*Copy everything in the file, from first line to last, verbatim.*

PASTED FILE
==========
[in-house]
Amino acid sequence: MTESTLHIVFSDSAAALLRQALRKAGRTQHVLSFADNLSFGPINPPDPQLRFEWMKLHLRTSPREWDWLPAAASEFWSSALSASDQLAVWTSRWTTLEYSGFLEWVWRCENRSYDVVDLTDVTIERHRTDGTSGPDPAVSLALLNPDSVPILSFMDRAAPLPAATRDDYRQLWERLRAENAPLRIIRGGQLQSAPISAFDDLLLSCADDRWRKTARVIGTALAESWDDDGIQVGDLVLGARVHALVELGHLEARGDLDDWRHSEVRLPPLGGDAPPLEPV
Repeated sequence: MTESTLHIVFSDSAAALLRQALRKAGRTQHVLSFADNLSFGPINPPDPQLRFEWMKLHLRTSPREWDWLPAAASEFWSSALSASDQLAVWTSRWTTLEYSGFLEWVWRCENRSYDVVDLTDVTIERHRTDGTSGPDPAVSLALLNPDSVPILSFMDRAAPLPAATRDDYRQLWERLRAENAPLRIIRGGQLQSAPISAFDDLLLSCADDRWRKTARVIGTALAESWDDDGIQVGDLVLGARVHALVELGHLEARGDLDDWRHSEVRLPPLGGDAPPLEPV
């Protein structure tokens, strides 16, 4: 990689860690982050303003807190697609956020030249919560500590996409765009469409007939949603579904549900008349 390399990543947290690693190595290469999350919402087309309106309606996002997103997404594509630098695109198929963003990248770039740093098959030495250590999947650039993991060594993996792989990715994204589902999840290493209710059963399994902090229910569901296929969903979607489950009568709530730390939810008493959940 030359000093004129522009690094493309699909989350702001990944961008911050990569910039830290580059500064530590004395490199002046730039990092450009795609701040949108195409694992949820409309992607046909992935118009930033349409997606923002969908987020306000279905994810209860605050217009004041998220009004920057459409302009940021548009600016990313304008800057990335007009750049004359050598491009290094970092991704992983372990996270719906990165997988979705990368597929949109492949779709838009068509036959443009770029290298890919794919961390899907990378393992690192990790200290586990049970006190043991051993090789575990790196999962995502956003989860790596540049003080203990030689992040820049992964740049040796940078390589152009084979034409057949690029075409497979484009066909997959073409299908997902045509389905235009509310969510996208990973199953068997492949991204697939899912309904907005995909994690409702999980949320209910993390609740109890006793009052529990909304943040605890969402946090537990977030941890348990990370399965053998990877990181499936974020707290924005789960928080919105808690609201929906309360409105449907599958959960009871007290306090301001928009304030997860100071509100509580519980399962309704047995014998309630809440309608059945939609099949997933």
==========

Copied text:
[in-house]
Amino acid sequence: MTESTLHIVFSDSAAALLRQALRKAGRTQHVLSFADNLSFGPINPPDPQLRFEWMKLHLRTSPREWDWLPAAASEFWSSALSASDQLAVWTSRWTTLEYSGFLEWVWRCENRSYDVVDLTDVTIERHRTDGTSGPDPAVSLALLNPDSVPILSFMDRAAPLPAATRDDYRQLWERLRAENAPLRIIRGGQLQSAPISAFDDLLLSCADDRWRKTARVIGTALAESWDDDGIQVGDLVLGARVHALVELGHLEARGDLDDWRHSEVRLPPLGGDAPPLEPV
Repeated sequence: MTESTLHIVFSDSAAALLRQALRKAGRTQHVLSFADNLSFGPINPPDPQLRFEWMKLHLRTSPREWDWLPAAASEFWSSALSASDQLAVWTSRWTTLEYSGFLEWVWRCENRSYDVVDLTDVTIERHRTDGTSGPDPAVSLALLNPDSVPILSFMDRAAPLPAATRDDYRQLWERLRAENAPLRIIRGGQLQSAPISAFDDLLLSCADDRWRKTARVIGTALAESWDDDGIQVGDLVLGARVHALVELGHLEARGDLDDWRHSEVRLPPLGGDAPPLEPV
């Protein structure tokens, strides 16, 4: 990689860690982050303003807190697609956020030249919560500590996409765009469409007939949603579904549900008349 390399990543947290690693190595290469999350919402087309309106309606996002997103997404594509630098695109198929963003990248770039740093098959030495250590999947650039993991060594993996792989990715994204589902999840290493209710059963399994902090229910569901296929969903979607489950009568709530730390939810008493959940 030359000093004129522009690094493309699909989350702001990944961008911050990569910039830290580059500064530590004395490199002046730039990092450009795609701040949108195409694992949820409309992607046909992935118009930033349409997606923002969908987020306000279905994810209860605050217009004041998220009004920057459409302009940021548009600016990313304008800057990335007009750049004359050598491009290094970092991704992983372990996270719906990165997988979705990368597929949109492949779709838009068509036959443009770029290298890919794919961390899907990378393992690192990790200290586990049970006190043991051993090789575990790196999962995502956003989860790596540049003080203990030689992040820049992964740049040796940078390589152009084979034409057949690029075409497979484009066909997959073409299908997902045509389905235009509310969510996208990973199953068997492949991204697939899912309904907005995909994690409702999980949320209910993390609740109890006793009052529990909304943040605890969402946090537990977030941890348990990370399965053998990877990181499936974020707290924005789960928080919105808690609201929906309360409105449907599958959960009871007290306090301001928009304030997860100071509100509580519980399962309704047995014998309630809440309608059945939609099949997933």